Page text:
Retrieves connection properties added by set(). callback is a function which is passed the stored value. Example:

// Earlier: connection.set('key', 'value');
// ...
connection.get('key', function (err, val) {
	// val == 'value'

set (key, value, callback)

Sets an arbitrary property on this connection. Developers should use this to store data associated with a client. Example:

connection.set('key', 'value', function (err, result) {
	// err is null if the set operation occurred successfully


Tycho currently supports three server types, which are passed to tycho.init in the initial configuration, as objects in the servers array.

All server types support the following options:

  • port: port number to start the server on. Note that TCP and WebSocket servers must be started on different ports.
  • host: host IP to start the server on.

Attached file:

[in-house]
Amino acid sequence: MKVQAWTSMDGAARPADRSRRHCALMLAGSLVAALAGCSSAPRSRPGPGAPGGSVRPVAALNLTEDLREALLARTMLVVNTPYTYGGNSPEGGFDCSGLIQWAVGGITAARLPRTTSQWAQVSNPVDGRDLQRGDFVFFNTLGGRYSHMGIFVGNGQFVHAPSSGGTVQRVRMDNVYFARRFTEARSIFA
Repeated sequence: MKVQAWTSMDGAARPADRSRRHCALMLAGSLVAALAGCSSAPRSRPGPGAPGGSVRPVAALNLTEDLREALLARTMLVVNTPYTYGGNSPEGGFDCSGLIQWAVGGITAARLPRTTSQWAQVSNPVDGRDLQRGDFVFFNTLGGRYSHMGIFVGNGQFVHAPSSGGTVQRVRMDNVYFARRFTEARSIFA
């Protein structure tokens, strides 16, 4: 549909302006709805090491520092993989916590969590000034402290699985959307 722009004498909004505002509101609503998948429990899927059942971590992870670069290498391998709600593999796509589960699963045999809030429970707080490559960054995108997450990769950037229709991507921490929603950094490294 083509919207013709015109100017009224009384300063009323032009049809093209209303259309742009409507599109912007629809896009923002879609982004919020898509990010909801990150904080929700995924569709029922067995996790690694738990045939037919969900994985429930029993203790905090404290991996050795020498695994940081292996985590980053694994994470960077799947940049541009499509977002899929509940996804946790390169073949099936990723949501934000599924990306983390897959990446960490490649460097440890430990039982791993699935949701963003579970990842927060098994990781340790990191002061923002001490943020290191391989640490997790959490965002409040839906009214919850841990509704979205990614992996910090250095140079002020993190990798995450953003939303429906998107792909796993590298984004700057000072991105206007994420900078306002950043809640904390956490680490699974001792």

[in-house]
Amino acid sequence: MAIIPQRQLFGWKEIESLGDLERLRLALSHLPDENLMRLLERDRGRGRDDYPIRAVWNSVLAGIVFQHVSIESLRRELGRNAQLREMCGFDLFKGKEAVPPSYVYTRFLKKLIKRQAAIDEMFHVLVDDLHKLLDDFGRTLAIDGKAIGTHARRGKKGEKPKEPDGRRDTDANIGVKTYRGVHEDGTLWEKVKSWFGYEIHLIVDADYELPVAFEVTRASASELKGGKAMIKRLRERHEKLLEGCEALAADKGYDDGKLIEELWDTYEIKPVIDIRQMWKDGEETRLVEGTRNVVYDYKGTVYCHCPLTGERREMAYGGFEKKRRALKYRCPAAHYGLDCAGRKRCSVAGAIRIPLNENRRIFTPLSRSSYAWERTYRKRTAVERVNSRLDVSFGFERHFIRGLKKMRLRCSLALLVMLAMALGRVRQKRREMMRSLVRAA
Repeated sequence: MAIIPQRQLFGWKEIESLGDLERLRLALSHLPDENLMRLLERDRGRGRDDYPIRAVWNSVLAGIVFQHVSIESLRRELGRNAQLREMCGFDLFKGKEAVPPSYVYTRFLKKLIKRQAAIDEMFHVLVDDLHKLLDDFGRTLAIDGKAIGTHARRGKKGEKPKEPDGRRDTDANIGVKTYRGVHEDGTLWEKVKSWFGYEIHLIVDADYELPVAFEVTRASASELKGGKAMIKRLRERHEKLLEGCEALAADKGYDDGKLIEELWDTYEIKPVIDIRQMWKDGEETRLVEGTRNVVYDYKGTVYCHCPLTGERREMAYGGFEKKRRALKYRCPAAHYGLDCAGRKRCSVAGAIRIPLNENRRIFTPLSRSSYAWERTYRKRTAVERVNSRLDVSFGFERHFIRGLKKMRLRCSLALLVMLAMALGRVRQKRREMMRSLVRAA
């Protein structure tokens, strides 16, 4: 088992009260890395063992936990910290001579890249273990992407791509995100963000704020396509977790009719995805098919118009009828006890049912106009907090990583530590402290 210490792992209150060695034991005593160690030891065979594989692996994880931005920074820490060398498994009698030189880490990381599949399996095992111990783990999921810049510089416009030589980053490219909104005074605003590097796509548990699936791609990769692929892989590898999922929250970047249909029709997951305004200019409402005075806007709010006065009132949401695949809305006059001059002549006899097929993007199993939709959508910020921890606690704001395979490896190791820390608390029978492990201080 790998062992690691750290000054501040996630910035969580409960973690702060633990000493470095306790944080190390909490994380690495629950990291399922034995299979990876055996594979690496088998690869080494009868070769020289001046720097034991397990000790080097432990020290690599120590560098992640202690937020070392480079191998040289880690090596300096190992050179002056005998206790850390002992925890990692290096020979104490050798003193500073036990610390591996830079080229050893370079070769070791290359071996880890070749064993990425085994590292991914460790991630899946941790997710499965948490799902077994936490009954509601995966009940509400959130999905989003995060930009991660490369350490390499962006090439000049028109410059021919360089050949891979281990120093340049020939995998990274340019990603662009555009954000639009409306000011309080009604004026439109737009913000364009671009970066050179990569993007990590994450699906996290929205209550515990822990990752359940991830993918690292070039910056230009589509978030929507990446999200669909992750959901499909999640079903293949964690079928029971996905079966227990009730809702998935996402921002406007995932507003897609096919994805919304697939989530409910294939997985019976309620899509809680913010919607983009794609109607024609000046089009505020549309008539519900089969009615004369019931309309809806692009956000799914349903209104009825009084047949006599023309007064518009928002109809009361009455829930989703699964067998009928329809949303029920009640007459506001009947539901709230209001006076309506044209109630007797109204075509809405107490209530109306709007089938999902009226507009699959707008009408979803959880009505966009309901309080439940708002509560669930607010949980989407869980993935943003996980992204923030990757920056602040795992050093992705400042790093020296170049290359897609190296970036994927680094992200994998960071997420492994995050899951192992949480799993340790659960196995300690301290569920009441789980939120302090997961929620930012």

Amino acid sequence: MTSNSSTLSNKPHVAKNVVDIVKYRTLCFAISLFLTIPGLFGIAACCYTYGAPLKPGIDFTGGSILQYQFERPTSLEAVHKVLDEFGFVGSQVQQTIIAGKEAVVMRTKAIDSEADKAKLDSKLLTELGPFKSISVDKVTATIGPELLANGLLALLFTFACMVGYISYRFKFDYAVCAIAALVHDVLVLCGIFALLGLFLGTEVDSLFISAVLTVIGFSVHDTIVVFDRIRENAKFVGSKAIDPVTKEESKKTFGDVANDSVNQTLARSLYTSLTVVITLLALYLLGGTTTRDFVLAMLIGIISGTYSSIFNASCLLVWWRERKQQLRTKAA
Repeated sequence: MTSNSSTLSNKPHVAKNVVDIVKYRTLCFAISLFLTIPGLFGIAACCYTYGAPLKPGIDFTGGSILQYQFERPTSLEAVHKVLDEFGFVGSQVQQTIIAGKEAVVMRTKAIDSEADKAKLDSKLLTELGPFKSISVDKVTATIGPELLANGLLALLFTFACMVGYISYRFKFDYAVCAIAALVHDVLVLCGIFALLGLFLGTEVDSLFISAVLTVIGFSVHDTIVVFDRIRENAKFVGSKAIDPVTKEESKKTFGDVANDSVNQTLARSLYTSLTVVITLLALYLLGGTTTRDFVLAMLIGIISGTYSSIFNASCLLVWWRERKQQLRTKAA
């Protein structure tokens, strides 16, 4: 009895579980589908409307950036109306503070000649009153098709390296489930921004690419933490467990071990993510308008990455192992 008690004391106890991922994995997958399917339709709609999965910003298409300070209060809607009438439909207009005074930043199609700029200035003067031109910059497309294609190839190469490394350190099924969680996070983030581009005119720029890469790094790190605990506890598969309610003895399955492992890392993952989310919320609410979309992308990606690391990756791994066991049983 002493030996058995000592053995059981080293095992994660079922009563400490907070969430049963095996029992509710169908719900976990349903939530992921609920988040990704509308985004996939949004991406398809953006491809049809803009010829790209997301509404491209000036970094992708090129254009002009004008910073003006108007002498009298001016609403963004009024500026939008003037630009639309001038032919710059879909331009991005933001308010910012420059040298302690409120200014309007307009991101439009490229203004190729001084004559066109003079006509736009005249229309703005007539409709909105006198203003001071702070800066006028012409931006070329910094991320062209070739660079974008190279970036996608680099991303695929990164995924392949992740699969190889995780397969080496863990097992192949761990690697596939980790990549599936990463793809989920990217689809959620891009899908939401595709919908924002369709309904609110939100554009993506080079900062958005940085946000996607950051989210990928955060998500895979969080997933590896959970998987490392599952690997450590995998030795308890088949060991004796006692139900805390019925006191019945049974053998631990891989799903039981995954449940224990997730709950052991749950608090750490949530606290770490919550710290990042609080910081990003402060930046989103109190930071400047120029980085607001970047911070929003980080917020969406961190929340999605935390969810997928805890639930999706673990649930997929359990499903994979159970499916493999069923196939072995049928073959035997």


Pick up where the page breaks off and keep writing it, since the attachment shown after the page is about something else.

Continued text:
Enabled by passing a config object with a type of tycho.constants.connectionTypes.TCP.

  • noDelay: defaults to true. Disables the Nagle algorithm, which causes data to be sent immediately without buffering.


Enabled by passing a config object with a type of tycho.constants.connectionTypes.UDP.

  • type: defaults to udp6. Valid values are udp4 and udp6.


Enabled by passing a config object with a type of tycho.constants.connectionTypes.WEBSOCKET.

  • secure: defaults to null. Forces wss:// connections to the server. To enable, pass an object with cert and key properties, or with a pfx property. See the documentation here for information on required properties.
  • noDelay: defaults to true. Same as config option on TCP Server above.
  • enableHTTP: defaults to false. Set to true to receive httpRequest events. See Events under Tycho above for more information.